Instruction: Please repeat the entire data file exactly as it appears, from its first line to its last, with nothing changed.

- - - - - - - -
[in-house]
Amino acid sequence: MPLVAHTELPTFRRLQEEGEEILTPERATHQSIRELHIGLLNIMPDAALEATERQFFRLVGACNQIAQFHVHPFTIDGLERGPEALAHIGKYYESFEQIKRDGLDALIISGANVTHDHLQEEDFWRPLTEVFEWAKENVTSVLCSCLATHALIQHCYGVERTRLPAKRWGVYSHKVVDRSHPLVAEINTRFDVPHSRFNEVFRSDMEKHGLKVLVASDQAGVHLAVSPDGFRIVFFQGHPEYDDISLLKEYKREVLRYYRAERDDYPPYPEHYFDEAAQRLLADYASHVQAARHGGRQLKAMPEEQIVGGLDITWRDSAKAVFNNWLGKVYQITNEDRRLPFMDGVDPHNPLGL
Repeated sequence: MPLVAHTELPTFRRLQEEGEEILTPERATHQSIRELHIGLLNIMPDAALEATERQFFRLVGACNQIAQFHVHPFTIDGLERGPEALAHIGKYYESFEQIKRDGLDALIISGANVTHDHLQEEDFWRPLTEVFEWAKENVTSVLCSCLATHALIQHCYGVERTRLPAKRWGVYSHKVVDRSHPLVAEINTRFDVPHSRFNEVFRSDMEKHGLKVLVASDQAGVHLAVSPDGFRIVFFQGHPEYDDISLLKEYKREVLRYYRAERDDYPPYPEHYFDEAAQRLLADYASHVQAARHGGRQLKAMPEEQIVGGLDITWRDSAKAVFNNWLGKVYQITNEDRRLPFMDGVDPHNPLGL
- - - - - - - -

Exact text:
[in-house]
Amino acid sequence: MPLVAHTELPTFRRLQEEGEEILTPERATHQSIRELHIGLLNIMPDAALEATERQFFRLVGACNQIAQFHVHPFTIDGLERGPEALAHIGKYYESFEQIKRDGLDALIISGANVTHDHLQEEDFWRPLTEVFEWAKENVTSVLCSCLATHALIQHCYGVERTRLPAKRWGVYSHKVVDRSHPLVAEINTRFDVPHSRFNEVFRSDMEKHGLKVLVASDQAGVHLAVSPDGFRIVFFQGHPEYDDISLLKEYKREVLRYYRAERDDYPPYPEHYFDEAAQRLLADYASHVQAARHGGRQLKAMPEEQIVGGLDITWRDSAKAVFNNWLGKVYQITNEDRRLPFMDGVDPHNPLGL
Repeated sequence: MPLVAHTELPTFRRLQEEGEEILTPERATHQSIRELHIGLLNIMPDAALEATERQFFRLVGACNQIAQFHVHPFTIDGLERGPEALAHIGKYYESFEQIKRDGLDALIISGANVTHDHLQEEDFWRPLTEVFEWAKENVTSVLCSCLATHALIQHCYGVERTRLPAKRWGVYSHKVVDRSHPLVAEINTRFDVPHSRFNEVFRSDMEKHGLKVLVASDQAGVHLAVSPDGFRIVFFQGHPEYDDISLLKEYKREVLRYYRAERDDYPPYPEHYFDEAAQRLLADYASHVQAARHGGRQLKAMPEEQIVGGLDITWRDSAKAVFNNWLGKVYQITNEDRRLPFMDGVDPHNPLGL